The Jets have made it clear that Sanchez is the undisputed starting quarterback and Tebow a backup who’ll do a lot more than just hold a clipboard. But, can Tebow and Sanchez really co-exist, especially when the backup is the most popular player on the roster — if not the entire league?

Fans grumbled last season whenever Sanchez made mistakes, and there were plenty of them as he threw 18 interceptions and lost eight fumbles. If that ugly trend continues, those same booing fans will be joined by the thousands of “Tebowmaniacs” who followed Tebow from Denver to New York and want nothing more than to see him start for the Jets.

And what if Sanchez struggles and some teammates pine for Tebow Time, causing quite the conundrum for Ryan and his staff? That’s when Sanchez’s confidence — and ego — will really be tested.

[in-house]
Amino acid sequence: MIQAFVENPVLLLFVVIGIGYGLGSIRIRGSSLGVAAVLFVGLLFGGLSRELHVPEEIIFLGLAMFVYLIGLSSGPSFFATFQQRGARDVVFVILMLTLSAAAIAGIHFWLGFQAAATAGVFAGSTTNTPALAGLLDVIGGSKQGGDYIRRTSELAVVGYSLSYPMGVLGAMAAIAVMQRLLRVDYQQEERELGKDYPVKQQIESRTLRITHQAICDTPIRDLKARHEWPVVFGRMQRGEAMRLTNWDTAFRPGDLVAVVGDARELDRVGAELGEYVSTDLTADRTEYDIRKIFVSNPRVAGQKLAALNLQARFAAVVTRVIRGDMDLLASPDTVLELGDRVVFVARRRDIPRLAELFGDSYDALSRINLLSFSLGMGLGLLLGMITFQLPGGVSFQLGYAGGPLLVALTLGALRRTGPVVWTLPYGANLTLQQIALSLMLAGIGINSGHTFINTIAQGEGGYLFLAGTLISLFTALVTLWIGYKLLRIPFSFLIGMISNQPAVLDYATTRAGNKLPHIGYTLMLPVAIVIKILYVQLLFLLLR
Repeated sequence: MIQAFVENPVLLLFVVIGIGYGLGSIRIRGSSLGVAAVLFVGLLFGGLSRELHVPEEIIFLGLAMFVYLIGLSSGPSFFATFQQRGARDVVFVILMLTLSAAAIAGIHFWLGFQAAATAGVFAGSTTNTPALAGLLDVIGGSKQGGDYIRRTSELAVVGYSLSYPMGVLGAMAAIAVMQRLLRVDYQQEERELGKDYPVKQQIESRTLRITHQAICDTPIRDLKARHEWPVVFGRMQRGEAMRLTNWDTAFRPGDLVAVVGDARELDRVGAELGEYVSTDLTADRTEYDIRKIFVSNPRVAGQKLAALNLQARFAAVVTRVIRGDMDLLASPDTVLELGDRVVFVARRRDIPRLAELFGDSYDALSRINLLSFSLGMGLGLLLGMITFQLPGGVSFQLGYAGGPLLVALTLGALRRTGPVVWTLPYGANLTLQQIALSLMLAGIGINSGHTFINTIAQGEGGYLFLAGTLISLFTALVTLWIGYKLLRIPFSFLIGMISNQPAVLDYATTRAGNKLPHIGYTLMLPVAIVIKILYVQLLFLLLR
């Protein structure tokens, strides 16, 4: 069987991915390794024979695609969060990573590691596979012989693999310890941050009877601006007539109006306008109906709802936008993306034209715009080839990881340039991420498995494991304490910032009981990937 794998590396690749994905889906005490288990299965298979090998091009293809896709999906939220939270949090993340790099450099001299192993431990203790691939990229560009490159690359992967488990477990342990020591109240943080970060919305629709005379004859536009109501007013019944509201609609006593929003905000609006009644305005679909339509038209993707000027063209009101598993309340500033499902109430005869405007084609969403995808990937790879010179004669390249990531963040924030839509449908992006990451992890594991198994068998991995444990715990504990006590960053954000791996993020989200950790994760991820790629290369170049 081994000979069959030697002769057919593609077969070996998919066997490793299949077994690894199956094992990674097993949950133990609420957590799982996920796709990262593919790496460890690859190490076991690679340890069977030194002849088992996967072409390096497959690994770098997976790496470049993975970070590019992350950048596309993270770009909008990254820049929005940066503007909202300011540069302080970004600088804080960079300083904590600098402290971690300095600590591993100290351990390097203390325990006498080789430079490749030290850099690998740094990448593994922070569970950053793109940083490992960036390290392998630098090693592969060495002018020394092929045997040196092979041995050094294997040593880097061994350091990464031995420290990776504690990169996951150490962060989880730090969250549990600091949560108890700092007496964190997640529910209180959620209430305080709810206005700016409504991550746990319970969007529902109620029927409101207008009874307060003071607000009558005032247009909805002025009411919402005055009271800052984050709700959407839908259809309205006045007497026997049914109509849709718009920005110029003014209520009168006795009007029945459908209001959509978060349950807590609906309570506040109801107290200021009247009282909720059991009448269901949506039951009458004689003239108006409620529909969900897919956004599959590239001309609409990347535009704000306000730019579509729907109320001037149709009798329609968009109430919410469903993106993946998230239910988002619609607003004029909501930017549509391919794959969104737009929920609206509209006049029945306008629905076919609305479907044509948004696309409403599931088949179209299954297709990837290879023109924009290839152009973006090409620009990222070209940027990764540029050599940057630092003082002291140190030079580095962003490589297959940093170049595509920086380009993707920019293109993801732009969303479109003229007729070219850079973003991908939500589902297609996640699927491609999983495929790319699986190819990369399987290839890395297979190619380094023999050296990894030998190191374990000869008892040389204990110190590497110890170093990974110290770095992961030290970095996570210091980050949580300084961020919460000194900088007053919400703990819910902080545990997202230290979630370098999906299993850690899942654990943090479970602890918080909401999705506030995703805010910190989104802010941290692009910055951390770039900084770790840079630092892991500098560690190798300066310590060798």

“I think our team does a good job of pushing each other,” Sanchez said, “and Tim only adds to that.”

Many fans and media think it’s only a matter of time before Tebow eventually supplants Sanchez as the No. 1 guy for the Jets. It’s a situation that has been analyzed and criticized from the minute New York stunned the league by acquiring Tebow.

“I think we were the only people who never had a problem with it, it seemed like,” Ryan said. “We look at it as we’re adding a good football player, which we did. Is he behind Sanchez on the depth chart? Yes. Just like every team has a guy behind their starting quarterback. But he brings so much more to the table.”

In other words, forget that Tebow is a quarterback.